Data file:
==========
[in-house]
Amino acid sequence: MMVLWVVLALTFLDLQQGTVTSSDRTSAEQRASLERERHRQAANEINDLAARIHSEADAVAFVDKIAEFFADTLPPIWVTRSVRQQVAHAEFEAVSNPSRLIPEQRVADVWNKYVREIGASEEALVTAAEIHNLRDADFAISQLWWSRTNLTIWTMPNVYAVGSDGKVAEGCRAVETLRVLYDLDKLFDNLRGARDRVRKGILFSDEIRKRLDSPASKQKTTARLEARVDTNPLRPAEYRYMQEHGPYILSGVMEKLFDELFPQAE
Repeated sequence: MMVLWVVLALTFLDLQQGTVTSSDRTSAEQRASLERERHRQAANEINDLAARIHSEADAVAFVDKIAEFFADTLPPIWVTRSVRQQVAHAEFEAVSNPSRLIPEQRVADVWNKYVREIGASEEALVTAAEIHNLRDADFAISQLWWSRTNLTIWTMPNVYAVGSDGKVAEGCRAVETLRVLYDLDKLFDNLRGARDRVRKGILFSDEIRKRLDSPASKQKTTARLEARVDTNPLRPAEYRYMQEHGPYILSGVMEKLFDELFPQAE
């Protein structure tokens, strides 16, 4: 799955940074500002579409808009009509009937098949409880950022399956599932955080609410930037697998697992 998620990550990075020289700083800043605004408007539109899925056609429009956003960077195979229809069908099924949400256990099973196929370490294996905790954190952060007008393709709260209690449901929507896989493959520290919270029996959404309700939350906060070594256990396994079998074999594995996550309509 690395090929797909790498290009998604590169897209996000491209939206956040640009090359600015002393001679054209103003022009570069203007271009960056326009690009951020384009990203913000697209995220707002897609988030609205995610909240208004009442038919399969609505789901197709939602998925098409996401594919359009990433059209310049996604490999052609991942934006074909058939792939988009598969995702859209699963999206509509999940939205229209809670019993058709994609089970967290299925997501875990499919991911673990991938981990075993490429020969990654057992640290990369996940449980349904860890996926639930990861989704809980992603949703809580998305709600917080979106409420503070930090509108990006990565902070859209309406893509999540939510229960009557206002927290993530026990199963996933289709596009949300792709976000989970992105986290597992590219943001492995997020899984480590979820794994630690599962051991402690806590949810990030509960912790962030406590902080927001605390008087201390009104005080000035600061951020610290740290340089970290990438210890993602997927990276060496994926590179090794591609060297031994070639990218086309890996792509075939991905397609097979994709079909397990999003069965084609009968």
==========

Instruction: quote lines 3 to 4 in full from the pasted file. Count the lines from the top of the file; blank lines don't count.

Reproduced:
Repeated sequence: MMVLWVVLALTFLDLQQGTVTSSDRTSAEQRASLERERHRQAANEINDLAARIHSEADAVAFVDKIAEFFADTLPPIWVTRSVRQQVAHAEFEAVSNPSRLIPEQRVADVWNKYVREIGASEEALVTAAEIHNLRDADFAISQLWWSRTNLTIWTMPNVYAVGSDGKVAEGCRAVETLRVLYDLDKLFDNLRGARDRVRKGILFSDEIRKRLDSPASKQKTTARLEARVDTNPLRPAEYRYMQEHGPYILSGVMEKLFDELFPQAE
């Protein structure tokens, strides 16, 4: 799955940074500002579409808009009509009937098949409880950022399956599932955080609410930037697998697992 998620990550990075020289700083800043605004408007539109899925056609429009956003960077195979229809069908099924949400256990099973196929370490294996905790954190952060007008393709709260209690449901929507896989493959520290919270029996959404309700939350906060070594256990396994079998074999594995996550309509 690395090929797909790498290009998604590169897209996000491209939206956040640009090359600015002393001679054209103003022009570069203007271009960056326009690009951020384009990203913000697209995220707002897609988030609205995610909240208004009442038919399969609505789901197709939602998925098409996401594919359009990433059209310049996604490999052609991942934006074909058939792939988009598969995702859209699963999206509509999940939205229209809670019993058709994609089970967290299925997501875990499919991911673990991938981990075993490429020969990654057992640290990369996940449980349904860890996926639930990861989704809980992603949703809580998305709600917080979106409420503070930090509108990006990565902070859209309406893509999540939510229960009557206002927290993530026990199963996933289709596009949300792709976000989970992105986290597992590219943001492995997020899984480590979820794994630690599962051991402690806590949810990030509960912790962030406590902080927001605390008087201390009104005080000035600061951020610290740290340089970290990438210890993602997927990276060496994926590179090794591609060297031994070639990218086309890996792509075939991905397609097979994709079909397990999003069965084609009968």